5. When the sweet potatoes are done, remove them from the oven. Put the chicken in the oven and carefully pour about 2 to 2 1/2 cups of water into the bottom of the sheet pan. The water should not touch the bottom of the wire rack. Roast the chicken until it reaches an internal temperature of 165°, this should take between 1 hour and 1.5 hours depending on how big your chicken is. If at any point you notice that the garlic is beginning to burn, you can loosely tent the chicken with a sheet of aluminum foil, removing it when the it is almost done so that the skin can brown. When the chicken is done, take it out of the oven and let it rest for 10-20 minutes before carving.
Serve the chicken with the roasted sweet potatoes.
28 thoughts on “Victoria’s Maple Syrup and Garlic-Roasted Chicken with On-Ke’s Coconut Oil-Roasted Sweet Potatoes”
I just love chicken, poultry and especially chicken is my favourite kind of meat some I’m in for this feast! 😀
Me too! There is nothing more comforting than a roasted chicken. When you come to NYC, we’ll cook!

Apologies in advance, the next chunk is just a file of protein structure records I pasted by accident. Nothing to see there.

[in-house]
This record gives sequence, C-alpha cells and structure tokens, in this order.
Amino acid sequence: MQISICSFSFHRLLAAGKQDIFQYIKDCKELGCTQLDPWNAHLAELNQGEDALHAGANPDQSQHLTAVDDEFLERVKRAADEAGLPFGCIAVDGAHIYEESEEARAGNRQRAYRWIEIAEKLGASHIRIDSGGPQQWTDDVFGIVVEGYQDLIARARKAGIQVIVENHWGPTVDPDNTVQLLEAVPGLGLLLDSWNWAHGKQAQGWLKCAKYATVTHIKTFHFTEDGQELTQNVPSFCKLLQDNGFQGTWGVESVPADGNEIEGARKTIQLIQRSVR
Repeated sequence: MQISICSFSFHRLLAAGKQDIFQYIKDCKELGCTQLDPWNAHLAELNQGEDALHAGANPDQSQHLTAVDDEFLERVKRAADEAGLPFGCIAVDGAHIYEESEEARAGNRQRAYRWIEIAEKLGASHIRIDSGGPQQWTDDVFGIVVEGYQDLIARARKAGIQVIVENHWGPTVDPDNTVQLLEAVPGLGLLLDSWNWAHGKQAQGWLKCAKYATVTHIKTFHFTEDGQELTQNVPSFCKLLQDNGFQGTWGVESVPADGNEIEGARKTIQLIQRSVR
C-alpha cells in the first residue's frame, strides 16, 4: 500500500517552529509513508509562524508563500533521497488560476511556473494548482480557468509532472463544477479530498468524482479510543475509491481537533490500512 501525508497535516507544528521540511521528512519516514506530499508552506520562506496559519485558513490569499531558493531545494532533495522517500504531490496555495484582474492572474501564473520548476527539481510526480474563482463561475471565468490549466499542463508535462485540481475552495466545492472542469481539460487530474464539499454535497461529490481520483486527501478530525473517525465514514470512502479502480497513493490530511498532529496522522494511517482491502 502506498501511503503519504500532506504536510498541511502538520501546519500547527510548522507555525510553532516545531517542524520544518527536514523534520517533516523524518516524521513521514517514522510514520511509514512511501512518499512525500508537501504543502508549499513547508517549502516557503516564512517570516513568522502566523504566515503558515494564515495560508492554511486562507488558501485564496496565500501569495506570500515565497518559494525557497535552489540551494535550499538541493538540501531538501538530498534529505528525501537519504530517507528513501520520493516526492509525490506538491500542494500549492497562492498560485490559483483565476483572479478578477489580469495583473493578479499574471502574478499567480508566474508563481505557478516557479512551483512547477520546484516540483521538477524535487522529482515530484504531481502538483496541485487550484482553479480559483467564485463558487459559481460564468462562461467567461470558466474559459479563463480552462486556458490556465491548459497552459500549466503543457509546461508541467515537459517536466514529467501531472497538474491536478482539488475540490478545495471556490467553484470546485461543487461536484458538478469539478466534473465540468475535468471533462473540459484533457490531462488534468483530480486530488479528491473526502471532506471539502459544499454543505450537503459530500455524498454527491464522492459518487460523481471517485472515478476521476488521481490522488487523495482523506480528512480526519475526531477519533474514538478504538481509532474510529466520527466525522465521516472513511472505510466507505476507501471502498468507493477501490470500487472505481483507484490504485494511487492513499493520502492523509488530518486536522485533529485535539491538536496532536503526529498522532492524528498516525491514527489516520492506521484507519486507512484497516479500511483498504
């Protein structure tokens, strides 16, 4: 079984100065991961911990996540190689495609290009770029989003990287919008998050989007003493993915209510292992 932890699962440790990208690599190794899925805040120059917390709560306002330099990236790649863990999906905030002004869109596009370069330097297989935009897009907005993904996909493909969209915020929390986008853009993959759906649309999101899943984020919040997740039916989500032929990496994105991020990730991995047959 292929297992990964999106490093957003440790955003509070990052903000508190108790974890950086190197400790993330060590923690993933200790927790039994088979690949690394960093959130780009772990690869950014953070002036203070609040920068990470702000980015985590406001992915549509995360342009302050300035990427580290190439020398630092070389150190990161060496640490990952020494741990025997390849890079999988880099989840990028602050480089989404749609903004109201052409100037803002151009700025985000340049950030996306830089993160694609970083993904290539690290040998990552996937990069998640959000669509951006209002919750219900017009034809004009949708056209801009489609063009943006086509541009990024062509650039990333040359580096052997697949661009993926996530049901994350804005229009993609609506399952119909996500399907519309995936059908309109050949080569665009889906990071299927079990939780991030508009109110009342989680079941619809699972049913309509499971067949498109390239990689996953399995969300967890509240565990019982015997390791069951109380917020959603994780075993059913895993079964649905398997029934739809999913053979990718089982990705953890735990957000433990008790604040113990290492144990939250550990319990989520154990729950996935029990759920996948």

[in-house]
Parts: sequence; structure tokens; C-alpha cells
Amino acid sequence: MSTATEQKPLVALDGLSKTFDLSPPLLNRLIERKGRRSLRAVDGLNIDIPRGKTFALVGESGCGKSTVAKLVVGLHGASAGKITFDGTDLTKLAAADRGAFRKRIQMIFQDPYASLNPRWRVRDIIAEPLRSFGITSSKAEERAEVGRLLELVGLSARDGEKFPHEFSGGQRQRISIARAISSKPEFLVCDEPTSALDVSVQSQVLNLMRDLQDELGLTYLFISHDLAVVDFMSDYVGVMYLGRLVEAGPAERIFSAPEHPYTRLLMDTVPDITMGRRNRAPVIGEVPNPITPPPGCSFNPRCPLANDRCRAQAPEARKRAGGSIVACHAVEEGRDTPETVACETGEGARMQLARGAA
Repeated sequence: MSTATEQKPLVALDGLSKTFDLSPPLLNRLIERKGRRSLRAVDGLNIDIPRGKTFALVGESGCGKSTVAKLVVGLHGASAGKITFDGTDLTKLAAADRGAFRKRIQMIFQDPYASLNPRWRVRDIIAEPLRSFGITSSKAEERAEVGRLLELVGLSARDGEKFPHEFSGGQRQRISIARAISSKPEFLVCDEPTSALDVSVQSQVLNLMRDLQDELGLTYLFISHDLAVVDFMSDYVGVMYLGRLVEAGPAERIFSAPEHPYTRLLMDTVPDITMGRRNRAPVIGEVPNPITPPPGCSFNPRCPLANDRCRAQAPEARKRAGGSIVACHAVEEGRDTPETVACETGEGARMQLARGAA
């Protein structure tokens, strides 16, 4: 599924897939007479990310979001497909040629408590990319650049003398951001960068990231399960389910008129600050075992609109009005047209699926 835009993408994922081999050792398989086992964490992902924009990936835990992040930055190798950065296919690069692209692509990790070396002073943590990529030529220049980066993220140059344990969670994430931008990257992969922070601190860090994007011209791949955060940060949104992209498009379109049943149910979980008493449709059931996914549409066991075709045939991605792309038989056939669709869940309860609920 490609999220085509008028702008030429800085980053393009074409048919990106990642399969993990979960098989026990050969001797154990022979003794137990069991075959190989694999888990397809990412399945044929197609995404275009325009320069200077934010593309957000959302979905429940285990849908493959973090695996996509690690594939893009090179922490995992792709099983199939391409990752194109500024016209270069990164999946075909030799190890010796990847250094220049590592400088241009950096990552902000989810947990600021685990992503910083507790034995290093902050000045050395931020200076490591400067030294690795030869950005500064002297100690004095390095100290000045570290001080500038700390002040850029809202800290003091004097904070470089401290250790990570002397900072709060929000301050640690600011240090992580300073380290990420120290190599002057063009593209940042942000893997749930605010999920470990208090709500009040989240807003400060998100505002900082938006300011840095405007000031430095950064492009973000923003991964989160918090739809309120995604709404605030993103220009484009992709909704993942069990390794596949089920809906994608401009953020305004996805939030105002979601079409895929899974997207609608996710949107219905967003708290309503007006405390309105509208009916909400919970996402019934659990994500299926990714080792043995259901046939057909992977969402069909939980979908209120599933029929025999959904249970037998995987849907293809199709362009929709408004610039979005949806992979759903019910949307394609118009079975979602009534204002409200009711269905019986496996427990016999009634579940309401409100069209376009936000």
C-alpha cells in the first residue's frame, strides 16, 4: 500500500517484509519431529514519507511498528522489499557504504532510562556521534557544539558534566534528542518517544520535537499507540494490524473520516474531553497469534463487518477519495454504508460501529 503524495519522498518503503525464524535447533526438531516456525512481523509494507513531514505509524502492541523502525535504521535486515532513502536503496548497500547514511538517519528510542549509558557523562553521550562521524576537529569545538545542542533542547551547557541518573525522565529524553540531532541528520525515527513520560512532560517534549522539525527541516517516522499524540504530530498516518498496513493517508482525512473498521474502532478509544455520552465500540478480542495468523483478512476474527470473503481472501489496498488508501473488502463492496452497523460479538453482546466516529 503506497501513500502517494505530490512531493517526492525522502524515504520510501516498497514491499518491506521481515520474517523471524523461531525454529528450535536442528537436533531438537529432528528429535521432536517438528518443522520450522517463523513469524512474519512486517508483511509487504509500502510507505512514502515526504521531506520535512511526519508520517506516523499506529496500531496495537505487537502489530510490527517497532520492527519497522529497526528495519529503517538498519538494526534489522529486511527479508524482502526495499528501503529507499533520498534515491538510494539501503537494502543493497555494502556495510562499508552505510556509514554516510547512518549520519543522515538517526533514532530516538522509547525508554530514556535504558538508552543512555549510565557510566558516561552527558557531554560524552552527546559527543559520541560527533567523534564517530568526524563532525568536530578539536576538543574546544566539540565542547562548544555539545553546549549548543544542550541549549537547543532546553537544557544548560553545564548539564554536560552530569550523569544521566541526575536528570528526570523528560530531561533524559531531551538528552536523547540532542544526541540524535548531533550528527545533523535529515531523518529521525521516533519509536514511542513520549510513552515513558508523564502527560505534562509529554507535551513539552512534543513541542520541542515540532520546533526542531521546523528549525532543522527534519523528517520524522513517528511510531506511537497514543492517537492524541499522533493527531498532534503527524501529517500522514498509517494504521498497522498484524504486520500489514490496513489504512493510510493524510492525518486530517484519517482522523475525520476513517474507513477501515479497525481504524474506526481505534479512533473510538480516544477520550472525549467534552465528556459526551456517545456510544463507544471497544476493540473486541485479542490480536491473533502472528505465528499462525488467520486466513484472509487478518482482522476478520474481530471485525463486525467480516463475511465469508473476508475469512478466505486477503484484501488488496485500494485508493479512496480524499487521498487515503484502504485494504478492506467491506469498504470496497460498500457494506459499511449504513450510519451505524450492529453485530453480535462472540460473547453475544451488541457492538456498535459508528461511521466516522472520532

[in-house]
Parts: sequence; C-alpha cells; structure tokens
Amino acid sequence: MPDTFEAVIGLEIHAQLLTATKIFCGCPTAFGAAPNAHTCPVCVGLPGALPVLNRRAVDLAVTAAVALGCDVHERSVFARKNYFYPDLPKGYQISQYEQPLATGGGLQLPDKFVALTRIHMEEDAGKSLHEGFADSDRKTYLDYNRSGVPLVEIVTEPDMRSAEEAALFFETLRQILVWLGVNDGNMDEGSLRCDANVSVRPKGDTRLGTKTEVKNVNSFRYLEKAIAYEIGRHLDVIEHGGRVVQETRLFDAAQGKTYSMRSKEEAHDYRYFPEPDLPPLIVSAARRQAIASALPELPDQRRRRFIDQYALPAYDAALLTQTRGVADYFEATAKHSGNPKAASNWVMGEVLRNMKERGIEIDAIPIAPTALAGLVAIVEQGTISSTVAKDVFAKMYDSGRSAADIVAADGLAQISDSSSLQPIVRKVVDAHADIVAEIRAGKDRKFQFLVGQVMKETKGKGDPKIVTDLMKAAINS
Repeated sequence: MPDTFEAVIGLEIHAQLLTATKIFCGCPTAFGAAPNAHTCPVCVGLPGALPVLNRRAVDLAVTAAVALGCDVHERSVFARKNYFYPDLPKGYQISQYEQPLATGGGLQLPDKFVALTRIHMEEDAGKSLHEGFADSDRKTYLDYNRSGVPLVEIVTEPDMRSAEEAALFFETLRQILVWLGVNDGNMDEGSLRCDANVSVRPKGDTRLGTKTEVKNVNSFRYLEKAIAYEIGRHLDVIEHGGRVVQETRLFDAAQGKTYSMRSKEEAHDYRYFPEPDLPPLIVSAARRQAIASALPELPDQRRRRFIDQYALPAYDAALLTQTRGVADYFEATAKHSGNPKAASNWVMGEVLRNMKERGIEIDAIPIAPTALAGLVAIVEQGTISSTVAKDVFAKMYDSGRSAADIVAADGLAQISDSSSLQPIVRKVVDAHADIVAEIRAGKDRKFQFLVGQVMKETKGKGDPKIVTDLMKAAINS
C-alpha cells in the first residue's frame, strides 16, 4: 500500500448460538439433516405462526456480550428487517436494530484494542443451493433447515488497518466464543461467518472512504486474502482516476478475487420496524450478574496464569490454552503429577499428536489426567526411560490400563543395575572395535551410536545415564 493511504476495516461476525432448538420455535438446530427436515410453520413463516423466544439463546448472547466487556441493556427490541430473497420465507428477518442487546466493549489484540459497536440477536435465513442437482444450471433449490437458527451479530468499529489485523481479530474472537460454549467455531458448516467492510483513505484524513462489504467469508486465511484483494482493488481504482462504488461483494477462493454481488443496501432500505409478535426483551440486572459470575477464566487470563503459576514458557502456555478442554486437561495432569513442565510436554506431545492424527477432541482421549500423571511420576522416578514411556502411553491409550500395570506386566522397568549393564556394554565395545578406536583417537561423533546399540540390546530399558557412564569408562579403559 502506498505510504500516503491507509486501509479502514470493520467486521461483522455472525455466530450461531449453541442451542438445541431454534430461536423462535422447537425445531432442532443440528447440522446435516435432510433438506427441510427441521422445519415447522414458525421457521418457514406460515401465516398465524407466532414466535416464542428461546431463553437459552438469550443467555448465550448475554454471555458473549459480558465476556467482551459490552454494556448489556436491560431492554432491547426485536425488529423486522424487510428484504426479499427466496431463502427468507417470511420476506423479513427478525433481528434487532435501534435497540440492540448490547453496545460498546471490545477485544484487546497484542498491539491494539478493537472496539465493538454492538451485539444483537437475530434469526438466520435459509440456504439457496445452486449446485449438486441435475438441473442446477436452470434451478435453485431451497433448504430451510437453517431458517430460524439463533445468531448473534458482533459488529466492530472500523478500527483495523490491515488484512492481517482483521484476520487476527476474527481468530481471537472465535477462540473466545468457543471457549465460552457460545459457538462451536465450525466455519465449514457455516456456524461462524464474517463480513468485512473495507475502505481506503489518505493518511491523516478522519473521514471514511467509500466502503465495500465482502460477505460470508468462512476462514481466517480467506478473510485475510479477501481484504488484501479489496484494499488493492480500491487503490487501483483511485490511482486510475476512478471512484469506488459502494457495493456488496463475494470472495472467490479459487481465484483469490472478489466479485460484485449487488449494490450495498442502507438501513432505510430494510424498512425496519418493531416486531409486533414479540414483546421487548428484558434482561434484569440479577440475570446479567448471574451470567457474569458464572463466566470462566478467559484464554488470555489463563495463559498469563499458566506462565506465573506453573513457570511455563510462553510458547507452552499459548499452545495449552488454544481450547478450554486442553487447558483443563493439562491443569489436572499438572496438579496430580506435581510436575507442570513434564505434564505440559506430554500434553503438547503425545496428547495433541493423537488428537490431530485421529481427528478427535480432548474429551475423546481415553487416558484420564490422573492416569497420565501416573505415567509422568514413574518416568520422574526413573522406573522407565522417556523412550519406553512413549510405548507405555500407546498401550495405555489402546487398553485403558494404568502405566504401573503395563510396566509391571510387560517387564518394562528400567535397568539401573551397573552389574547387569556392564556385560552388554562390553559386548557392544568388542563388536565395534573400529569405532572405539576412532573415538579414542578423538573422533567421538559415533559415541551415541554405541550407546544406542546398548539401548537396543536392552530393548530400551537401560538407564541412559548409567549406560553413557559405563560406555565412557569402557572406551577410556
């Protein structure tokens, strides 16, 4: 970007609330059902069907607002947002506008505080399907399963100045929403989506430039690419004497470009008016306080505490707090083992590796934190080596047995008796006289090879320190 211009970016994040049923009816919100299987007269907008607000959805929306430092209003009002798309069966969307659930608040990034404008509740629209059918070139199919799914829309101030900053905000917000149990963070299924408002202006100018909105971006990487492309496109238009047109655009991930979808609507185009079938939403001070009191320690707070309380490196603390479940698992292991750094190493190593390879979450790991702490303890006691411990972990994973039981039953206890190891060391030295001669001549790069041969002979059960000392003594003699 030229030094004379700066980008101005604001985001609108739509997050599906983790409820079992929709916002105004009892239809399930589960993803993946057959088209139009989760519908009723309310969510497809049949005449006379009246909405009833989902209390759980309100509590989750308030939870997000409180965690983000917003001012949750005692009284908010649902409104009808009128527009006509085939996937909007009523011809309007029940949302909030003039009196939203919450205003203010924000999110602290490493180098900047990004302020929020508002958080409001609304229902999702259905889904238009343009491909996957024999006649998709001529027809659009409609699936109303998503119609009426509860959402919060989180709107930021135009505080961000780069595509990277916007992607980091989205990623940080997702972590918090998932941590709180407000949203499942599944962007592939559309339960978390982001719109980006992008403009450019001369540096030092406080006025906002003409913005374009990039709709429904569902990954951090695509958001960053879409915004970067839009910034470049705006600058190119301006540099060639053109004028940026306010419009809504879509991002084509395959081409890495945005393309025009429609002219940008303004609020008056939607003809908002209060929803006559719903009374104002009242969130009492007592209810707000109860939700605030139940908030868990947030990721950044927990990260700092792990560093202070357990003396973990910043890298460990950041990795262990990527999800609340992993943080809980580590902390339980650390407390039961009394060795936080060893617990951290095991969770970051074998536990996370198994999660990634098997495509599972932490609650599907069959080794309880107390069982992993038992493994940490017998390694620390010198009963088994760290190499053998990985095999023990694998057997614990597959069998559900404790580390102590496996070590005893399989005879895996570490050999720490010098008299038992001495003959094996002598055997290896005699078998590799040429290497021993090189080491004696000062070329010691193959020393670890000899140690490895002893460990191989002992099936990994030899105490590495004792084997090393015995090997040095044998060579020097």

Can I join you? 😉
YES! Come to NYC! We’ll feast!
I love roast chicken and like your version. Not your average roasted chicken and potatoes, yours is different and delicious sounding.
Thank you so much, Karen! I love this version too. A new spin on chicken and potatoes is always a welcome one to the repertoire! Thank you again for the comment and all your support! Hope that you are having a beautiful Maine day!
Beautiful photos. Looks delicious!
Thank you so much! It’s easy to take good photos when you have such great food and friends to inspire you!
Hey, I feel famous! I love spatchcocking – that’s how I did my very first solo Thanksgiving turkey last year, and it was great. I especially like how you get a nice meaty backbone for stock, which makes you one step closer to gravy greatness. My mom just got back to the city, btw, so expect a call…
Yes! A twirl on the red carpet is in order!
I love spatchcocking too and have been dying to try it with a turkey. Maybe next year. It certainly makes it easier to fit in a smaller oven!
Your mom is so much fun! I’ll be back in the city on Thursday and look forward to getting in touch with her then.
Looks like you all had a terrific time in Thailand. Can’t wait to hear all about it! Btw, I owe you a long overdue email with some summer camp options for Baki . . .